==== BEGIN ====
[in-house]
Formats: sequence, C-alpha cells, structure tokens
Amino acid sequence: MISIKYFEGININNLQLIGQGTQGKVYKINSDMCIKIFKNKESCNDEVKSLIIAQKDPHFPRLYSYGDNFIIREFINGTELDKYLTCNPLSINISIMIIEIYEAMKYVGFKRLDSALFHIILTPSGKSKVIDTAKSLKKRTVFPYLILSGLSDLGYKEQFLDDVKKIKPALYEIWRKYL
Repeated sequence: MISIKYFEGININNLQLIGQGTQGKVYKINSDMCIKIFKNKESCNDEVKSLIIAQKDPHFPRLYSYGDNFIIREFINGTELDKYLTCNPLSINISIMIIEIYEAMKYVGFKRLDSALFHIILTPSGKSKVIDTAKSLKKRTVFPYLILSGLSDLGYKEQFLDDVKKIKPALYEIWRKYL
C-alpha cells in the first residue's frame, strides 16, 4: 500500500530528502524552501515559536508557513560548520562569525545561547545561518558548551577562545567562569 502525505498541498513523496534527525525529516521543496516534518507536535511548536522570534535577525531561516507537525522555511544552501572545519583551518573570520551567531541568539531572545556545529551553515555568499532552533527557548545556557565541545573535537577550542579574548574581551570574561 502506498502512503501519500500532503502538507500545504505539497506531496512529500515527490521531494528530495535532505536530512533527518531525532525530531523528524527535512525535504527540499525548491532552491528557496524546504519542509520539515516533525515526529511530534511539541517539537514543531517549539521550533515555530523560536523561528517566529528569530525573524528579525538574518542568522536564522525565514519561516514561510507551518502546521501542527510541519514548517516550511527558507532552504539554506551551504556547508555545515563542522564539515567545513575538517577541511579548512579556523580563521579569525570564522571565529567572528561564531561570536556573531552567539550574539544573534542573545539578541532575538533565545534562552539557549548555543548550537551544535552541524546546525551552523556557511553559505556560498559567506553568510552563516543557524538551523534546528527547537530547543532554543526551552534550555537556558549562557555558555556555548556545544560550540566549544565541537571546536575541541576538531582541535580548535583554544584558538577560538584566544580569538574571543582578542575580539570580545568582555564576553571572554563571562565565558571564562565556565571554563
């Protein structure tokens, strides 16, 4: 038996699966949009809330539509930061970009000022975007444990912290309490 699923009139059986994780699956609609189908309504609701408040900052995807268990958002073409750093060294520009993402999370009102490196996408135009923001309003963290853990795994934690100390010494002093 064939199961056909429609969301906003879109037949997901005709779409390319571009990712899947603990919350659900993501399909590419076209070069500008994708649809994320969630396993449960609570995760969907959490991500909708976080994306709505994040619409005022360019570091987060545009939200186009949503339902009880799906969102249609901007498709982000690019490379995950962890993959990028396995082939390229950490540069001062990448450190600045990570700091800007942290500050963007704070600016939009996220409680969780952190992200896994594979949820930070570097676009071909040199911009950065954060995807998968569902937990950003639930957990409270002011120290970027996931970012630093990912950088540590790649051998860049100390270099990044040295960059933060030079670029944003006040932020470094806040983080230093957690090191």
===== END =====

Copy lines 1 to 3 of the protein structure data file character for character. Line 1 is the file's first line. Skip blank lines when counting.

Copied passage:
[in-house]
Formats: sequence, C-alpha cells, structure tokens
Amino acid sequence: MISIKYFEGININNLQLIGQGTQGKVYKINSDMCIKIFKNKESCNDEVKSLIIAQKDPHFPRLYSYGDNFIIREFINGTELDKYLTCNPLSINISIMIIEIYEAMKYVGFKRLDSALFHIILTPSGKSKVIDTAKSLKKRTVFPYLILSGLSDLGYKEQFLDDVKKIKPALYEIWRKYL